Tag Archives: Observers

fringe recapping: the boy must live

Previously on Fringe:fringe recapping

huffposttv:“Fringe” Showrunner On The End Of The SeriesJoel Wyman looked back on his time with “Fringe” and how he made this season truly about the characters.As we reach the end, what are you hoping that fans will take away from the show — its legacy, if you will?  For me, it’s that people would leave thinking, “Well done.” Like, “You tried — those guys really tried,” because we did, we tried and that’s all you can ask for. I think that I would like for people to take away from it that they made the show what it is and that they can feel proprietary over it; they owned a little bit of the building. I think this was the first time that social media has had such a big play in keeping a show around, and our fans are unified. So, I want people to kind of take away and say that “this was a show that was aspiring to be something that you don’t get all the time; it was trying to say something that you don’t necessarily see all the time; I will always remember it.” It really is and has been a show about heart. So many people with heart have given their heart to the program. I have to believe in some way that because of that, that it connected with people. It was authentic. Like I said, we tried.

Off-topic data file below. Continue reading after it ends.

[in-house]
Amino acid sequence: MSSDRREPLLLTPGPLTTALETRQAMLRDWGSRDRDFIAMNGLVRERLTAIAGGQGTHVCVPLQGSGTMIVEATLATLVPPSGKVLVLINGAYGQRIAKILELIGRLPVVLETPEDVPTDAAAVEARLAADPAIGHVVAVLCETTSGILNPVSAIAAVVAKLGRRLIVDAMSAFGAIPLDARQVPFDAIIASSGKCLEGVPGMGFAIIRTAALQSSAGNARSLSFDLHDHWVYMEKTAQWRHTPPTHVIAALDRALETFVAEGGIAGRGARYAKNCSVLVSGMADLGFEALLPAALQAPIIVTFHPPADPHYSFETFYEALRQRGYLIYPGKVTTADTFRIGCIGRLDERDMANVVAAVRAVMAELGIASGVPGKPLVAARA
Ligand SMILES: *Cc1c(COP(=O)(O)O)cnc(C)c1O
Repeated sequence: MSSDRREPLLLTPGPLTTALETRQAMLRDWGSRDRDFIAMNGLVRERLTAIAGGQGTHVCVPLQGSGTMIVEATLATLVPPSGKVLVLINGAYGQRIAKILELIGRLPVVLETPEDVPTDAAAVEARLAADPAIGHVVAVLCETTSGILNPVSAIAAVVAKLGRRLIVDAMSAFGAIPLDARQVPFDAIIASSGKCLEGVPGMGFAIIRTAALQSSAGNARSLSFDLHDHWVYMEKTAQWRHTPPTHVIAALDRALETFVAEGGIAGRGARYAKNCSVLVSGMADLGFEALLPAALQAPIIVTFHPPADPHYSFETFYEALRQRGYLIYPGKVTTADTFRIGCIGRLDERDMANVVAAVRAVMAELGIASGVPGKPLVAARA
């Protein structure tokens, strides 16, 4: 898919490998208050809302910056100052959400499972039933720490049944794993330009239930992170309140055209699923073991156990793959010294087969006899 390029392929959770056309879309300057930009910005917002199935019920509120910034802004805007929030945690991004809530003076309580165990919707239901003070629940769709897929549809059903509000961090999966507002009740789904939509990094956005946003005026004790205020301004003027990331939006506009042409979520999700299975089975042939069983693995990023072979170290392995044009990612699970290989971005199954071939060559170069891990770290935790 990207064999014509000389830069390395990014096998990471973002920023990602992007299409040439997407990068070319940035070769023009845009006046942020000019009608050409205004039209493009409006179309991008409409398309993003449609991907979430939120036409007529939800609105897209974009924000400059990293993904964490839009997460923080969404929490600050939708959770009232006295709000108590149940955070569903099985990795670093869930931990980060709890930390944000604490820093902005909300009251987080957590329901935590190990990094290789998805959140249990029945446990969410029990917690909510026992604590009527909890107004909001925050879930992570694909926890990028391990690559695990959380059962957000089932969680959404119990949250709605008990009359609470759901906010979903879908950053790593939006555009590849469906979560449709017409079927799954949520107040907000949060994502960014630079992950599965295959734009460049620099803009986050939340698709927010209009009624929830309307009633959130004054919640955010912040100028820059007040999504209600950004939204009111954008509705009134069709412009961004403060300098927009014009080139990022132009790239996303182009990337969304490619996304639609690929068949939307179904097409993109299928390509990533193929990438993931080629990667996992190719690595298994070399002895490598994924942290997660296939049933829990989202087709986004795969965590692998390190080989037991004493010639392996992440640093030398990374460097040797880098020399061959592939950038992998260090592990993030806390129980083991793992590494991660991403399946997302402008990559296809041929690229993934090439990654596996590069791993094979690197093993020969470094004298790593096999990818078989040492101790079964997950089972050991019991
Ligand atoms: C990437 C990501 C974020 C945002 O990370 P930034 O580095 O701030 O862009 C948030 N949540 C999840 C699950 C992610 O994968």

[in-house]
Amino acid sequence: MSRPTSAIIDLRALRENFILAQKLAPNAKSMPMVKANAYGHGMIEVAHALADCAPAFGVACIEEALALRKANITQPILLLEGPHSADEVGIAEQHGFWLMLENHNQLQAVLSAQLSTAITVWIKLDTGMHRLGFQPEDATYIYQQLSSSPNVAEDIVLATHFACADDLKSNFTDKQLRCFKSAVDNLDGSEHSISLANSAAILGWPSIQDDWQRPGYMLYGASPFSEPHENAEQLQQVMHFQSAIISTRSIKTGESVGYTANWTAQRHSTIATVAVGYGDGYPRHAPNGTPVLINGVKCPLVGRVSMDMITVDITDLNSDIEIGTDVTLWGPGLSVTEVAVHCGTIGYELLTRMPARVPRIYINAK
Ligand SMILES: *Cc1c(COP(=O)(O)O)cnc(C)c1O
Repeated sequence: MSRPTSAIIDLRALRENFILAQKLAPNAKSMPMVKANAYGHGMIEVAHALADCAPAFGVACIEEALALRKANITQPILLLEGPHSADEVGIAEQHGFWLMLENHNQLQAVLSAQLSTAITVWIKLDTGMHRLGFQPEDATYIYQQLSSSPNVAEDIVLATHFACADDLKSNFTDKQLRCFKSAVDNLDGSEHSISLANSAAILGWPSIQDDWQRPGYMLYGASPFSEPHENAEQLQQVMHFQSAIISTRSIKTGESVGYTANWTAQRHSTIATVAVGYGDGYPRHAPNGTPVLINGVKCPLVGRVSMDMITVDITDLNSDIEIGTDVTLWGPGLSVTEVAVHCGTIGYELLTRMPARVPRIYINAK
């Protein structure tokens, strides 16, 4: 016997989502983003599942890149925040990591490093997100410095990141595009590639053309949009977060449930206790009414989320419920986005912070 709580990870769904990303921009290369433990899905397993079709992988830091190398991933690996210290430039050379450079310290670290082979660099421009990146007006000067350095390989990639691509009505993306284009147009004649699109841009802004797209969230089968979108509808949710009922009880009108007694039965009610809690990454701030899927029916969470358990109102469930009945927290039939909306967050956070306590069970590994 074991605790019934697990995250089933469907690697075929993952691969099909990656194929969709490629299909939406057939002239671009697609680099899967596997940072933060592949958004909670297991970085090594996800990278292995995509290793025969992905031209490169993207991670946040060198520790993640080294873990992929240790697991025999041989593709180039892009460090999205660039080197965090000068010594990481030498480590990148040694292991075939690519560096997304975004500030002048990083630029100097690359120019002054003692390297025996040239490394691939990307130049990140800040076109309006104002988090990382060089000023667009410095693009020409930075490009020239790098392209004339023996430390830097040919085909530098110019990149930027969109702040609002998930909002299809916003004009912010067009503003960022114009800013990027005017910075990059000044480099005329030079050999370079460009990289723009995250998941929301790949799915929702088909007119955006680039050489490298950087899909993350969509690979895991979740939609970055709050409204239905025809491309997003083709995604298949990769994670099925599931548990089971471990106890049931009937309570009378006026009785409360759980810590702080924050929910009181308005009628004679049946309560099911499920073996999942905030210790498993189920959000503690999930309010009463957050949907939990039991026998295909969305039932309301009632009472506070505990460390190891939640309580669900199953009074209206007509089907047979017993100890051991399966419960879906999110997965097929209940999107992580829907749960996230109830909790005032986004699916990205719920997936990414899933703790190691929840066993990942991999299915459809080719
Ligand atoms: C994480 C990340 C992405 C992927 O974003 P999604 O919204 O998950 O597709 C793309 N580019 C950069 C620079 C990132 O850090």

There are only two episodes left of my beloved show, and they both air tonight. I don’t know how I feel about that. Well, actually, I know exactly how I feel. I’m devastated, and wish that this day would never end. I do not at all want this series to be ending, and I think I will be a sad and mopey for the rest of the weekend—if not the rest of the month.

This season has had its ups and downs, but, overall, it’s been pretty decent. The Boy Must Live was a good episode. Sure, there were problems, and many people didn’t like it. At this point, I don’t really care about the plot holes and inaccuracies—to a certain extent. The plot moved along quite nicely, and it did a nice job setting up the finale, so I’m pretty happy.

Walter goes into the magical mind tank, which Olivia went into in Episode One. He discovers where September/Donald lived 20 years ago—and Donald just happens to still be living there.

Donald reveals that he is Michael’s father; that he was the one who put Michael into the underground cave in the original timeline to protect him. Michael is considered an anomaly because he can feel emotions—he is a hybrid of sorts. Donald appears to be human, because the Observers removed his device and tested on him, removing all “Observer” traits.